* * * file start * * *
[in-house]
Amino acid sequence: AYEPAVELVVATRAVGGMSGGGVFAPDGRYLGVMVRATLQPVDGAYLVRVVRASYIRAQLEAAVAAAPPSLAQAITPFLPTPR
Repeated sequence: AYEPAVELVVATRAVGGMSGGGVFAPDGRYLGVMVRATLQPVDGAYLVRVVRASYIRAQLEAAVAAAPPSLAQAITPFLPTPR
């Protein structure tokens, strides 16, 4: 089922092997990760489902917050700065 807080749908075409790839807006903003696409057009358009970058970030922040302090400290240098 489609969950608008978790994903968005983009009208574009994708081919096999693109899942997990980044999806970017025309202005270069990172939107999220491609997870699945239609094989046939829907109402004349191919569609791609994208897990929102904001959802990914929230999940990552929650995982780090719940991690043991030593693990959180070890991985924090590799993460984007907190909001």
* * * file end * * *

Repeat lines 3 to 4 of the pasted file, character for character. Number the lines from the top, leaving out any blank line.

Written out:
Repeated sequence: AYEPAVELVVATRAVGGMSGGGVFAPDGRYLGVMVRATLQPVDGAYLVRVVRASYIRAQLEAAVAAAPPSLAQAITPFLPTPR
């Protein structure tokens, strides 16, 4: 089922092997990760489902917050700065 807080749908075409790839807006903003696409057009358009970058970030922040302090400290240098 489609969950608008978790994903968005983009009208574009994708081919096999693109899942997990980044999806970017025309202005270069990172939107999220491609997870699945239609094989046939829907109402004349191919569609791609994208897990929102904001959802990914929230999940990552929650995982780090719940991690043991030593693990959180070890991985924090590799993460984007907190909001």